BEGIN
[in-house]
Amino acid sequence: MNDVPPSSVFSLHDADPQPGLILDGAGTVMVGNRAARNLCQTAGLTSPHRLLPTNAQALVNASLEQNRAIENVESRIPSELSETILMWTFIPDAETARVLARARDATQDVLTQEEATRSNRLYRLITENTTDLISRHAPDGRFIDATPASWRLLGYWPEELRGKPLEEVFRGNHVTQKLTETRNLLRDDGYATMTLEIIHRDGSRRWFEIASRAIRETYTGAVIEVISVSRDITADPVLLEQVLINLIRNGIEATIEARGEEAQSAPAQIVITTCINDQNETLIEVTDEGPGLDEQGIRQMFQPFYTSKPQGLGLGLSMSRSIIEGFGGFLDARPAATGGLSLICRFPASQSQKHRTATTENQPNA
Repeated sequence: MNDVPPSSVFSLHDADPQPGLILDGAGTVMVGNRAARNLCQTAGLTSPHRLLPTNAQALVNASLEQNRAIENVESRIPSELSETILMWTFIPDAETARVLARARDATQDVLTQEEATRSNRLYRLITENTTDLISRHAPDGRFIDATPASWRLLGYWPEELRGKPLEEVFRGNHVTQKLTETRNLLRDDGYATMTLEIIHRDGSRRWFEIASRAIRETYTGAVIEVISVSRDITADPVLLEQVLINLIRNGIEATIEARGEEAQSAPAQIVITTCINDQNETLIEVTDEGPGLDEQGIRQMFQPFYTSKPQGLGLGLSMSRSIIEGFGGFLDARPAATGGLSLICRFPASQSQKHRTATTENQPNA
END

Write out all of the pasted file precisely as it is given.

[in-house]
Amino acid sequence: MNDVPPSSVFSLHDADPQPGLILDGAGTVMVGNRAARNLCQTAGLTSPHRLLPTNAQALVNASLEQNRAIENVESRIPSELSETILMWTFIPDAETARVLARARDATQDVLTQEEATRSNRLYRLITENTTDLISRHAPDGRFIDATPASWRLLGYWPEELRGKPLEEVFRGNHVTQKLTETRNLLRDDGYATMTLEIIHRDGSRRWFEIASRAIRETYTGAVIEVISVSRDITADPVLLEQVLINLIRNGIEATIEARGEEAQSAPAQIVITTCINDQNETLIEVTDEGPGLDEQGIRQMFQPFYTSKPQGLGLGLSMSRSIIEGFGGFLDARPAATGGLSLICRFPASQSQKHRTATTENQPNA
Repeated sequence: MNDVPPSSVFSLHDADPQPGLILDGAGTVMVGNRAARNLCQTAGLTSPHRLLPTNAQALVNASLEQNRAIENVESRIPSELSETILMWTFIPDAETARVLARARDATQDVLTQEEATRSNRLYRLITENTTDLISRHAPDGRFIDATPASWRLLGYWPEELRGKPLEEVFRGNHVTQKLTETRNLLRDDGYATMTLEIIHRDGSRRWFEIASRAIRETYTGAVIEVISVSRDITADPVLLEQVLINLIRNGIEATIEARGEEAQSAPAQIVITTCINDQNETLIEVTDEGPGLDEQGIRQMFQPFYTSKPQGLGLGLSMSRSIIEGFGGFLDARPAATGGLSLICRFPASQSQKHRTATTENQPNA